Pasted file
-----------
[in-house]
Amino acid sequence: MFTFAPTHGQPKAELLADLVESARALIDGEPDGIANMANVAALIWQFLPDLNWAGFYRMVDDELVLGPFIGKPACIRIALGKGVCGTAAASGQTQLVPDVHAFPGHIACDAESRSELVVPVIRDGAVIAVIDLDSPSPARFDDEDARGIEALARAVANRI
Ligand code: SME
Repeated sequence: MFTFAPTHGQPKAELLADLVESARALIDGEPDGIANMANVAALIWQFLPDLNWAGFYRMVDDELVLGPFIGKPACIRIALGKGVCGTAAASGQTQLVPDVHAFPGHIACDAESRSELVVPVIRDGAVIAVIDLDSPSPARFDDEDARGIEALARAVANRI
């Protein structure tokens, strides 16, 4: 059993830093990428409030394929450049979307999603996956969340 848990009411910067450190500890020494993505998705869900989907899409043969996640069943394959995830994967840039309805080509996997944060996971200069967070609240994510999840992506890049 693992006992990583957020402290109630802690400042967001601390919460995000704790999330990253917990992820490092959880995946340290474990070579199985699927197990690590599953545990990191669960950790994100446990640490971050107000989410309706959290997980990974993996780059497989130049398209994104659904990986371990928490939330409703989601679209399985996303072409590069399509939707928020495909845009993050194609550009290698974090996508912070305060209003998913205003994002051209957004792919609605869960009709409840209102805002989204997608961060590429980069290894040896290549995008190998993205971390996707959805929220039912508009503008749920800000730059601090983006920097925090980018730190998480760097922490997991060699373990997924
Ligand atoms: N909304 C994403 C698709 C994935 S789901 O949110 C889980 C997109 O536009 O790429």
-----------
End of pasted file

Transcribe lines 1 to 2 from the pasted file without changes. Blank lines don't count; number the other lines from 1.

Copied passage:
[in-house]
Amino acid sequence: MFTFAPTHGQPKAELLADLVESARALIDGEPDGIANMANVAALIWQFLPDLNWAGFYRMVDDELVLGPFIGKPACIRIALGKGVCGTAAASGQTQLVPDVHAFPGHIACDAESRSELVVPVIRDGAVIAVIDLDSPSPARFDDEDARGIEALARAVANRI